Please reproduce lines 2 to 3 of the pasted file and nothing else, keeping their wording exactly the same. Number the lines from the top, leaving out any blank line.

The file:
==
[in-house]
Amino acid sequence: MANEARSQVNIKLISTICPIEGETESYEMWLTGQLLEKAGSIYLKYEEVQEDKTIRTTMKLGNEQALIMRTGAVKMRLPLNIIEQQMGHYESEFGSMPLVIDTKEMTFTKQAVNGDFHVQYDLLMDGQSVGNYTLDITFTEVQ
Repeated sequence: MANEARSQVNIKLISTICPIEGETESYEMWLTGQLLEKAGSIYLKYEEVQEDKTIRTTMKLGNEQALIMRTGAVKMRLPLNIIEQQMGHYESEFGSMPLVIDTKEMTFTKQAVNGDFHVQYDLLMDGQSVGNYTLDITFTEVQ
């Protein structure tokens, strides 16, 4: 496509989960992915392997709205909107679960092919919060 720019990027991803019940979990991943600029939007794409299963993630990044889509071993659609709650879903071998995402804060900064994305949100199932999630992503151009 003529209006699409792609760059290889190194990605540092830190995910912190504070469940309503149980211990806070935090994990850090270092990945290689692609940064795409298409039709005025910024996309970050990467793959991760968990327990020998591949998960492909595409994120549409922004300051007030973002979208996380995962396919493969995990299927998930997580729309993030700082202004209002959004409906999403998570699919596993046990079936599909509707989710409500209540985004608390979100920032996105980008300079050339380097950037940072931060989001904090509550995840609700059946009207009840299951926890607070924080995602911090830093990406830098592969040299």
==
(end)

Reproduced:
Amino acid sequence: MANEARSQVNIKLISTICPIEGETESYEMWLTGQLLEKAGSIYLKYEEVQEDKTIRTTMKLGNEQALIMRTGAVKMRLPLNIIEQQMGHYESEFGSMPLVIDTKEMTFTKQAVNGDFHVQYDLLMDGQSVGNYTLDITFTEVQ
Repeated sequence: MANEARSQVNIKLISTICPIEGETESYEMWLTGQLLEKAGSIYLKYEEVQEDKTIRTTMKLGNEQALIMRTGAVKMRLPLNIIEQQMGHYESEFGSMPLVIDTKEMTFTKQAVNGDFHVQYDLLMDGQSVGNYTLDITFTEVQ